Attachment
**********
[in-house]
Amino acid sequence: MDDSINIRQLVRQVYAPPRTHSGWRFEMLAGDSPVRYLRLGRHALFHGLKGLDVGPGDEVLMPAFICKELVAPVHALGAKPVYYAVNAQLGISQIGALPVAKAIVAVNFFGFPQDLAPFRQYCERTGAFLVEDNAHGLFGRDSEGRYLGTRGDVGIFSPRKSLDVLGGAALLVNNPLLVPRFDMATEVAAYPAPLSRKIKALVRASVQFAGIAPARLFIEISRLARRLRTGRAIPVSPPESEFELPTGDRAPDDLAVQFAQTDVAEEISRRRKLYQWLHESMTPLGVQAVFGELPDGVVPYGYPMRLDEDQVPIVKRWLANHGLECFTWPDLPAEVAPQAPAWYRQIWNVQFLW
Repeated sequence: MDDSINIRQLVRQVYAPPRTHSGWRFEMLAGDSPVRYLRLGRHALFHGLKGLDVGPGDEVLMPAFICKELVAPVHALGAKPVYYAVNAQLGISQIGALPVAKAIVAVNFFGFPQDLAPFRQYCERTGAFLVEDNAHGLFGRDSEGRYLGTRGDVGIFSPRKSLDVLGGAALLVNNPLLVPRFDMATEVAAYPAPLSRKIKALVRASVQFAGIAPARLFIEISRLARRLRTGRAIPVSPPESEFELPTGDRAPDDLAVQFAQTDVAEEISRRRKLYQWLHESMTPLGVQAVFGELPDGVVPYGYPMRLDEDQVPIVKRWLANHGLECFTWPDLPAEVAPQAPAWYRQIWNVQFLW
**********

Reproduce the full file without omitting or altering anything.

[in-house]
Amino acid sequence: MDDSINIRQLVRQVYAPPRTHSGWRFEMLAGDSPVRYLRLGRHALFHGLKGLDVGPGDEVLMPAFICKELVAPVHALGAKPVYYAVNAQLGISQIGALPVAKAIVAVNFFGFPQDLAPFRQYCERTGAFLVEDNAHGLFGRDSEGRYLGTRGDVGIFSPRKSLDVLGGAALLVNNPLLVPRFDMATEVAAYPAPLSRKIKALVRASVQFAGIAPARLFIEISRLARRLRTGRAIPVSPPESEFELPTGDRAPDDLAVQFAQTDVAEEISRRRKLYQWLHESMTPLGVQAVFGELPDGVVPYGYPMRLDEDQVPIVKRWLANHGLECFTWPDLPAEVAPQAPAWYRQIWNVQFLW
Repeated sequence: MDDSINIRQLVRQVYAPPRTHSGWRFEMLAGDSPVRYLRLGRHALFHGLKGLDVGPGDEVLMPAFICKELVAPVHALGAKPVYYAVNAQLGISQIGALPVAKAIVAVNFFGFPQDLAPFRQYCERTGAFLVEDNAHGLFGRDSEGRYLGTRGDVGIFSPRKSLDVLGGAALLVNNPLLVPRFDMATEVAAYPAPLSRKIKALVRASVQFAGIAPARLFIEISRLARRLRTGRAIPVSPPESEFELPTGDRAPDDLAVQFAQTDVAEEISRRRKLYQWLHESMTPLGVQAVFGELPDGVVPYGYPMRLDEDQVPIVKRWLANHGLECFTWPDLPAEVAPQAPAWYRQIWNVQFLW